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Kennedy says North Olmsted “working within our means” in 2014 budget plan

By Jeff Gallatin

North Olmsted

Mayor Kevin Kennedy’s proposed 2014 municipal budget focuses on bringing in staff – including one familiar face – and working with lower levels of revenue for the city.

“We are moving forward while working within our means,” Kennedy said Saturday while referring to his administration’s budget proposal at a special meeting of City Council’s Finance Committee. “We are still adjusting to lower levels of revenues, including real estate valuation declines, the local government cuts and the elimination of the estate tax. We have reviewed rate increases in certain fees and permits. I implemented the mayor’s court, which provided a net increase in revenues of $250,000.”

Kennedy said he plans to bring in Don Copeland, a former longtime community services and human resources director for the city, for the second time. Copeland will again work part time at the Springvale Golf Course and Ballroom. Kennedy initially brought the retired Copeland in part time during the first year of the mayor’s administration four years ago to review operations at Springvale. This time, with the recent departure of longtime Springvale manager Marty Young, who took a job with Davey Tree’s golf course division, Copeland will help run the facility temporarily while again looking for ways to make it more efficient.

“Don’s experience is invaluable, both in his knowledge of golf, as well as of Springvale and city operations,” Kennedy said. “This will not be a permanent situation, but he can help keep things running smoothly while we determine how to make Springvale run best over the long haul.”

Kennedy said Copeland will be working 20 to 25 hours per week and will be paid on an hourly basis.

The budget also includes provisions for replacing two retiring fire lieutenants, who are scheduled to leave later this year. The promotional process is already underway. A test will be set up to bring in two new firefighters to fill the positions vacated by the firefighters who will be promoted to lieutenant.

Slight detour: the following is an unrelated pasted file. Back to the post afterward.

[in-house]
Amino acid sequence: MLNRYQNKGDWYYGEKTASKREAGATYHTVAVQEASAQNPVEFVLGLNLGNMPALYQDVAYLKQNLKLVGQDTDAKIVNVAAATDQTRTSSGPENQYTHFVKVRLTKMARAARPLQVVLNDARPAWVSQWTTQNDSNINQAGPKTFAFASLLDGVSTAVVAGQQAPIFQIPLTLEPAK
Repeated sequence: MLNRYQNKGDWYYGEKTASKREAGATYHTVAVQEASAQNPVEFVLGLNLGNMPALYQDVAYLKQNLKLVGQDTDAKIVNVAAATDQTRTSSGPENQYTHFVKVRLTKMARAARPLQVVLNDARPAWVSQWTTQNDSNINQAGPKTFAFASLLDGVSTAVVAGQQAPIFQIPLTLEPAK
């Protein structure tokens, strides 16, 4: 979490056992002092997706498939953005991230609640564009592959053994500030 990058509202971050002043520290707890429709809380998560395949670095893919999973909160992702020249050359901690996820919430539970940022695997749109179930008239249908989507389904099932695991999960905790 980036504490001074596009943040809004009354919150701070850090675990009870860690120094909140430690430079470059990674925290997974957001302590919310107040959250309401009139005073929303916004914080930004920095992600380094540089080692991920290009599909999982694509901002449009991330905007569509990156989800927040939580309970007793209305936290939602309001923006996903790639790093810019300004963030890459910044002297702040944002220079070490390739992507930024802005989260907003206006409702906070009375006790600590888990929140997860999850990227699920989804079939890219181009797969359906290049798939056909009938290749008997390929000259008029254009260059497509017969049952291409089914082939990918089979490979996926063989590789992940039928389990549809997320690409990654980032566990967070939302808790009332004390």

Kennedy noted that the police department and wastewater treatment plant will also fill vacant positions in the course of the year.

“It’s an ongoing process for the city,” Kennedy said.

He said despite the lower revenues, the city is doing what it has to do to stay financially sound.

He noted the department employee groups – clerical, fire, nonbargaining units, police, service and technical – all received 2-percent pay hikes. He said other costs have also gone up.

“Hospitalization has gone up 31 percent,” he said. “However, most line items reflect a 42 to 44 percent increase, because, as you may recall, we only funded 11 months of expense last year, and utilized fund balances in the hospitalization fund. This increases the percentage change from the prior year to the higher percentage.”

Finance Committee Chairman Kevin Kearney said he and other council members believe Kennedy’s administration presented a sound budget.

“It’s pretty solid,” Kearney said. “They’re doing a good job with what they’ve got. The mayor is bringing police and fire to replace ones that are leaving, which is good for all of us.”

Kearney said he believes the financial picture will get better.

“We’re reducing the debt in the city over several years,” he said. “They’ve been doing a good job of that. Springvale will be paid off in a few years, and we’ve been reducing the amount of borrowing we do for the street projects. We just have to keep working on it.”

Kearney said he anticipates the budget will be passed shortly with no major changes.

 

 

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